Apple out to kill widespread Macintosh virus

April 11, 2012
Apple said it is crafting a weapon to vanquish a Flashback virus from Macintosh computers and working to disrupt the command network being used by hackers behind the infections.

Apple said it is crafting a weapon to vanquish a Flashback virus from Macintosh computers and working to disrupt the command network being used by hackers behind the infections.

In its first public admission that the malicious software is vexing machines powered by the California company's Macintosh software, Apple said it had patched the weakness exploited by the virus and was now out to kill it.

"Apple is developing software that will detect and remove the Flashback malware," the firm said in a message in a support blog on its website.

Hackers trick Mac users into downloading the virus by disguising it as an update to Adobe Flash video viewing software.

Flashback Trojan malware tailored to slip past "Mac" defenses is a variation on viruses typically aimed at personal computers (PCs) powered by Microsoft's Windows operating systems.

The malicious software does its dirty work with directions received from "hosted by malware authors" and Apple is collaborating with Internet service providers to "disable this command and control network."

The virus took advantage of a weakness in Java programs, according to Apple.

last week warned that more than a half-million may have been infected with a virus targeting Apple machines.

Flashback Trojan malware tailored to slip past "Mac" defenses is a variation on viruses typically aimed at personal computers (PCs) powered by Microsoft's Windows operating systems.

The infections, spotted "in the wild" by Finland-based computer security firm F-Secure and then quantified by Russian anti-virus program vendor Dr. Web, came as hackers increasingly take aim at .

"All the stuff the bad guys have learned for doing attacks in the PC world is now starting to transition to the Mac world," McAfee Labs director of Dave Marcus told AFP.

"Mac has said for a long time that they are not vulnerable to PC malware, which is true; they are vulnerable to Mac malware."

Dr. Web determined that more than 600,000 Mac computers may be infected with Flashback, which is designed to let hackers steal potentially valuable information such as passwords or financial account numbers.

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5 comments

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kevinrtrs
1 / 5 (3) Apr 11, 2012
Call me cynical if you want but this is my take on these virus programs:
I suspect that in order to expand market share, some anti-virus SW companies would secretly release viruses into the wild and then "discover" them publicly - thus creating fear, uncertainty and doubt which they can sooth with their own brand of anti-virus SW.
Furthermore, just how can one actually trust these companies to NOT spy on you - especially when they have full control over your machine. What's there to stop them sending messages whilst downloading the next A-V database update? In fact this is probably possible for ANY software installed on your machine. I say this because one has only to look at the option that's ticked by default - the one that says you agree to be part of their knowledge base network whereby they will have access to the list of everything that's installed on your machine - supposedly to help them discover and better fight malware.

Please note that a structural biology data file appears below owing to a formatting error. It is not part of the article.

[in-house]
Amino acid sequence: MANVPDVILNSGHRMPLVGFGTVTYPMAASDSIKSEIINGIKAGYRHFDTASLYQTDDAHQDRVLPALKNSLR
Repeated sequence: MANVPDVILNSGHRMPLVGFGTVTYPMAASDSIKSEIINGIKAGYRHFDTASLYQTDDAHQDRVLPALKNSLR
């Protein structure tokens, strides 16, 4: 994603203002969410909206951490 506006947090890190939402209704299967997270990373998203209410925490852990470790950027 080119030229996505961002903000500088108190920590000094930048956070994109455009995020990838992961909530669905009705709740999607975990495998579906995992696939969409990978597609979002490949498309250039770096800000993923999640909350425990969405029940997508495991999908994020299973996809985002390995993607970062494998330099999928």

Then there's the fact that these A-Vs can be hijacked
mrtea
not rated yet Apr 11, 2012
"Hackers trick Mac users into downloading the virus by disguising it as an update to Adobe Flash video viewing software."

Of course, it's not a virus, but a trojan. In other words, it must be 'installed' by the user, one way or another. There will always be ways to trick people into doing so, whatever the platform.
antialias_physorg
5 / 5 (3) Apr 11, 2012
just how can one actually trust these companies to NOT spy on you

If you're afraid of them then use open source software/operating systems. With closed source you never know what's in there. This goes for your cell phone, for your computer, for your car or for the candy you bought at the store.

In fact this is probably possible for ANY software installed on your machine

Really depends on how savvy you are when it comes to computers. Use privileges and sandboxing. There is no perfect safety (unless you disconnect from the net). Store your vital data elsewhere.

because one has only to look at the option that's ticked by default

Untick it, then. If that's not possible don't install it.

Then there's the fact that these A-Vs can be hijacked

If you don't like AV software then don't install any. No one is forcing you to do so.

Just be a responsible user.
OldBlackCrow
3.7 / 5 (3) Apr 11, 2012
I just think back to all the times my Apple fanboy friends (of which I have many) said, "Apple will never get viruses and stuff because people who write them know how secure the Apple OS is."

I personally have no problem with Apple, but I always knew it was a matter of time and opportunity. But I am snickering inside. :-)
Vendicar_Decarian
not rated yet Apr 11, 2012
What we need is more of the industry vision of downloading and executing code by simply hovering a mouse over a browser icon or hotspot.

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